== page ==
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How Do You Know If You Have A Sick Chicken?

If you have kept chickens for any length of time you may find yourself wondering, how do I know if I have a sick chicken?  It’s a good question to ask, because part of keeping a flock of birds is knowing the signs of illness, and what you can do about them.   If you have recently added more chickens to your flock, it’s also a good idea to know what signs to look for during a quarantine period. (Related: Introducing New Chickens Without Causing a Bloodbath)

If you have kept chickens for any length of time you may find yourself wondering, how do I know if I have a sick chicken?

What Symptoms Should I Look For In A Sick Chicken?

A healthy chicken should be eating, laying eggs, scratching around, dust bathing, and hanging out with her flock.   If you notice any of the following symptoms, you will want to take a closer look at your chicken:

  • Lethargy
  • Straining in the nest box
  • Limping
  • Swelling on the feet
  • Raised scales on their legs
  • Discharge from eyes or nose
  • Sneezing
  • Wheezing
  • Black spots on the comb
  • Strange droppings (such as very watery, an unusual color, or bloody)
  • Weight loss
  • Bad smell from the mouth
  • Broken or tattered feathers
  • Lice, mites, or other external parasites
  • Lumps, scratches, or open wounds on the skin
  • Discharge from the vent

I Think I Have a Sick Chicken!

If you notice some of the above symptoms in your chicken, the first step is to isolate the ill chicken from the rest of the flock so that they won’t get picked on.  A dog crate, small play yard or plastic tub are good.  (I usually use my homemade chick brooder box.  You can see how I made it by clicking here).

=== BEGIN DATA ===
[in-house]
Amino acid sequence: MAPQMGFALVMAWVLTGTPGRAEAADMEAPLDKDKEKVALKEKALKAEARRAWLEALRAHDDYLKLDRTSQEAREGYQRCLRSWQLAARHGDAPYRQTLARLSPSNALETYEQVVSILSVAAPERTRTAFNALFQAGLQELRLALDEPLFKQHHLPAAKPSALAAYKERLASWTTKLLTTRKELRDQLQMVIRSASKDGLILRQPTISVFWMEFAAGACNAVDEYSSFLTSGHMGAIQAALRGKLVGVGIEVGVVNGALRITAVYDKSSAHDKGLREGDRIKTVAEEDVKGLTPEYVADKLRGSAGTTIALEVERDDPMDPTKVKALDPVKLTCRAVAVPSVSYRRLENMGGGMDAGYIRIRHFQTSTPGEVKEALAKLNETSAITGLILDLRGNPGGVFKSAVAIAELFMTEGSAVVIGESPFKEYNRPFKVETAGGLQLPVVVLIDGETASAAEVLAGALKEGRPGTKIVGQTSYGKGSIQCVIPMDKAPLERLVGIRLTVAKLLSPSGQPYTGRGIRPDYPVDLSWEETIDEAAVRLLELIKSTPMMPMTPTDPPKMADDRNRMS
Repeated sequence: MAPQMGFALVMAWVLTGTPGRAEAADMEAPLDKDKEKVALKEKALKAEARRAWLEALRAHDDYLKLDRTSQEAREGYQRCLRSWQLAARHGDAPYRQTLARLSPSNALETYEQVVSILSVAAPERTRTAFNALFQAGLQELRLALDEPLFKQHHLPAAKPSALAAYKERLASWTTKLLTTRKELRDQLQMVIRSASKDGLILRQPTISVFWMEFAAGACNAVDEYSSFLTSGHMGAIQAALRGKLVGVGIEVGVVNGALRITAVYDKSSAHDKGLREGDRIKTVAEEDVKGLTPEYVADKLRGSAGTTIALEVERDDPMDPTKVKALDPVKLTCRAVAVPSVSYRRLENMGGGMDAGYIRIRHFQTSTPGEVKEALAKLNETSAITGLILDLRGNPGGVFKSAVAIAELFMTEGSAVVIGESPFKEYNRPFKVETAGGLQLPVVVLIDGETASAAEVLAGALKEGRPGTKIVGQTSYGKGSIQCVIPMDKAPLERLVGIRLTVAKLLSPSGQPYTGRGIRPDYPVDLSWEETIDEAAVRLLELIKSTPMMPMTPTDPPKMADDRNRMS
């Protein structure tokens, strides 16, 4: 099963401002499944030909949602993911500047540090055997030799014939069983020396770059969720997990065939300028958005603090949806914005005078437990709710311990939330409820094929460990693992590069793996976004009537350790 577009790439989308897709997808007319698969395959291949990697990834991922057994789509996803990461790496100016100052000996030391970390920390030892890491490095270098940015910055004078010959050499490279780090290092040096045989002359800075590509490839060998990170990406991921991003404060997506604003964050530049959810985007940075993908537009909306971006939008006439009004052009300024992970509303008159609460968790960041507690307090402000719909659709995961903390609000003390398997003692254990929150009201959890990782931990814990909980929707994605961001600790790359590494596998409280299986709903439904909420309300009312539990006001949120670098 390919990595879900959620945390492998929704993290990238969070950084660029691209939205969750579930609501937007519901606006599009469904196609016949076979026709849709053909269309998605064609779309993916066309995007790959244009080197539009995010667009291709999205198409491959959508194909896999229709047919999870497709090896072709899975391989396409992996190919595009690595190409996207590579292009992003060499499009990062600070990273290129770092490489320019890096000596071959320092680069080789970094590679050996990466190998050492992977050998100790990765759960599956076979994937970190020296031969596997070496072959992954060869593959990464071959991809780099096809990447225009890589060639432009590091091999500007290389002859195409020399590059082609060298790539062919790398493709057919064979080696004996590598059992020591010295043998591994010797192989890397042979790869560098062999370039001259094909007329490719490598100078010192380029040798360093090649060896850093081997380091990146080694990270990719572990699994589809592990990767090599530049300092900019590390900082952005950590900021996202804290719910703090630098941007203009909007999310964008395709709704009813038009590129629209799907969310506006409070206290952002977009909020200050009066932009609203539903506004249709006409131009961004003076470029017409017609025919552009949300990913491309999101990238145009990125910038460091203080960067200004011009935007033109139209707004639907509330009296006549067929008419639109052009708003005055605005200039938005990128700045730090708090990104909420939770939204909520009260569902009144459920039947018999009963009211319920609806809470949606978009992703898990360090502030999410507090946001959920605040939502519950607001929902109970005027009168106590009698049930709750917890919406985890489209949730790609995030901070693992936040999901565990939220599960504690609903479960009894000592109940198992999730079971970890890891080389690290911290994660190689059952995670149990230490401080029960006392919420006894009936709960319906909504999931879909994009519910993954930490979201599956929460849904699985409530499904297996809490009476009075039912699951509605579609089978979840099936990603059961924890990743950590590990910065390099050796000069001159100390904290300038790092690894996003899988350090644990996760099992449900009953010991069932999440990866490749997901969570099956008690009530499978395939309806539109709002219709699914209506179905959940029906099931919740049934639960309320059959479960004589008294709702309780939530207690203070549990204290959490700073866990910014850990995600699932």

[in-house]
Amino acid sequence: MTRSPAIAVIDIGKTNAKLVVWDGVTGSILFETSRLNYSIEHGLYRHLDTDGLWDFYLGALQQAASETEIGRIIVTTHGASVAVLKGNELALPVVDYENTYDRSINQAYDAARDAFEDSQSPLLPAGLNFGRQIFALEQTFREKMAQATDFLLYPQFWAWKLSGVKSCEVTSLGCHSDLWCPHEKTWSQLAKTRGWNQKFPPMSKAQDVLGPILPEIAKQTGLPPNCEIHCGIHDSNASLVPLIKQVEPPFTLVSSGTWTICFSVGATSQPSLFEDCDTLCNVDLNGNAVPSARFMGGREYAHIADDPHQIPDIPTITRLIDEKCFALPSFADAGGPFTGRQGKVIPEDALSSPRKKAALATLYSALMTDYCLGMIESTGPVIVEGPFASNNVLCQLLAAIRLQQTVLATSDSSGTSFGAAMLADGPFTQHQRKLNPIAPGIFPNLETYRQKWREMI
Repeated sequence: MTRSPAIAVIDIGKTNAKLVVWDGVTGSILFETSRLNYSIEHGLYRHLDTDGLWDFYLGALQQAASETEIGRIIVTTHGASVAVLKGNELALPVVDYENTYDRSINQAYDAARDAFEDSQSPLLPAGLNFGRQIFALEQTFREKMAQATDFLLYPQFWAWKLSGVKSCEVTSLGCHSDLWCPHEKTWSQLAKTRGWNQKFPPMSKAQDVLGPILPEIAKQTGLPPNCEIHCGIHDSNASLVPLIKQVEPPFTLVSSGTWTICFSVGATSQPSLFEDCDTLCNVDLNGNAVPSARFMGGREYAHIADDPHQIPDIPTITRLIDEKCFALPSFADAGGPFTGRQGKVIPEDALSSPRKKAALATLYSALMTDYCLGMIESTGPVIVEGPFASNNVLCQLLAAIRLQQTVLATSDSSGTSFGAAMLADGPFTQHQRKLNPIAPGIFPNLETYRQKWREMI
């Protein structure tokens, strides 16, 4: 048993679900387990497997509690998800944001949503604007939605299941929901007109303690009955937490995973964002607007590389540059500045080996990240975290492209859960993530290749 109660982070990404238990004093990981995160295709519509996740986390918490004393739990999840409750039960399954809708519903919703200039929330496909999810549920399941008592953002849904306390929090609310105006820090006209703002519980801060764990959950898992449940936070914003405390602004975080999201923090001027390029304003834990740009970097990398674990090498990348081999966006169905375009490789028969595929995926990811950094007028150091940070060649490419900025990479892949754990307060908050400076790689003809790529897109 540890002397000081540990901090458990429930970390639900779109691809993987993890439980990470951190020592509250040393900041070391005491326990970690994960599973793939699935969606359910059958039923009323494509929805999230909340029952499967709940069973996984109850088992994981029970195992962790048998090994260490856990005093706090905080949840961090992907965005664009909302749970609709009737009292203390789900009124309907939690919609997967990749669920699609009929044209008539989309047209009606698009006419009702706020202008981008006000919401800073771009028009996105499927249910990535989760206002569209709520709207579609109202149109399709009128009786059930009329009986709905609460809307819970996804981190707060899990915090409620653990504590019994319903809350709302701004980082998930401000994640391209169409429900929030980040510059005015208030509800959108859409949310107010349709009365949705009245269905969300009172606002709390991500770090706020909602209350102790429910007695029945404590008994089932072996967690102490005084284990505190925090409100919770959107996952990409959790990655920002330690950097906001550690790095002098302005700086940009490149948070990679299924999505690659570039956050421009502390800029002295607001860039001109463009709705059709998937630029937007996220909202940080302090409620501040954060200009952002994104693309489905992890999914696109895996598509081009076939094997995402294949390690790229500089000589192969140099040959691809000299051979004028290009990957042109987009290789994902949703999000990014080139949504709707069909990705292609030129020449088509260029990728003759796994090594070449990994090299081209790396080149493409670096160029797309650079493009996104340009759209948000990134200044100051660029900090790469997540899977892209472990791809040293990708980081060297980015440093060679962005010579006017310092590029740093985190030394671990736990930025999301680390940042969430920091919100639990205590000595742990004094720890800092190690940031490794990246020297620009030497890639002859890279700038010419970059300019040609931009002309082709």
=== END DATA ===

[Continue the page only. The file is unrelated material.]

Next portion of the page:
It’s important that your chicken stay hydrated.  You can even give your bird water with a dropper if she refuses to drink at all.  If she is eating and drinking, give her good and water as normal as feeding changes can stress her out.

Once you have a good idea of the symptoms your bird is experiencing, you can try to treat as well as possible at home.  Sometimes you will need the help of a vet, and sometimes you will need to make a judgement call as to whether recovery or euthanasia is the best option.

My favorite resource regarding treating sick chickens is The Chicken Health Handbook by Gail Damerow.  This is an excellent reference to have on hand for all chicken owners, and not only does she discuss how to prevent illnesses in your flock, but she also discusses the particulars of many diseases, parasites, and issues, and provides solutions you can implement on your own.

How Can I Prevent My Chickens From Getting Sick?

The best way to handle any illness or injury is to prevent it, and thankfully that’s the easiest thing to do.  Make sure your chicken coop has enough ventilation and is adequately clean.  If you are using the deep litter method, make sure any droppings are adequately covered.  You chickens should also have access to a dry place to dust bathe year round.